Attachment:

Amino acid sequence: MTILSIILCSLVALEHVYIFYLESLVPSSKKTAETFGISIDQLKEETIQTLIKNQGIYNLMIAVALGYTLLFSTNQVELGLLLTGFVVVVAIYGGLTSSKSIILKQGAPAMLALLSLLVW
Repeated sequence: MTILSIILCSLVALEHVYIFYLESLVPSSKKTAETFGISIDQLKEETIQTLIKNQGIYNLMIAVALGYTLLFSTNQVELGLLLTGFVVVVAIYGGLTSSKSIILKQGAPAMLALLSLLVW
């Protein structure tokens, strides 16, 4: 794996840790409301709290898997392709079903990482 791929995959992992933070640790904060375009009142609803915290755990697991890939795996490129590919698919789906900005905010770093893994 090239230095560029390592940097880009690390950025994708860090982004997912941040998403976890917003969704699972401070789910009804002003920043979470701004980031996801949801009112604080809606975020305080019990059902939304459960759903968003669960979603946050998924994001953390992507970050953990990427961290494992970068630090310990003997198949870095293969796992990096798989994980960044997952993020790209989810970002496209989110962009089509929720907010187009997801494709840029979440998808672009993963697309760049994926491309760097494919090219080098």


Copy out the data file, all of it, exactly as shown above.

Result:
Amino acid sequence: MTILSIILCSLVALEHVYIFYLESLVPSSKKTAETFGISIDQLKEETIQTLIKNQGIYNLMIAVALGYTLLFSTNQVELGLLLTGFVVVVAIYGGLTSSKSIILKQGAPAMLALLSLLVW
Repeated sequence: MTILSIILCSLVALEHVYIFYLESLVPSSKKTAETFGISIDQLKEETIQTLIKNQGIYNLMIAVALGYTLLFSTNQVELGLLLTGFVVVVAIYGGLTSSKSIILKQGAPAMLALLSLLVW
């Protein structure tokens, strides 16, 4: 794996840790409301709290898997392709079903990482 791929995959992992933070640790904060375009009142609803915290755990697991890939795996490129590919698919789906900005905010770093893994 090239230095560029390592940097880009690390950025994708860090982004997912941040998403976890917003969704699972401070789910009804002003920043979470701004980031996801949801009112604080809606975020305080019990059902939304459960759903968003669960979603946050998924994001953390992507970050953990990427961290494992970068630090310990003997198949870095293969796992990096798989994980960044997952993020790209989810970002496209989110962009089509929720907010187009997801494709840029979440998808672009993963697309760049994926491309760097494919090219080098």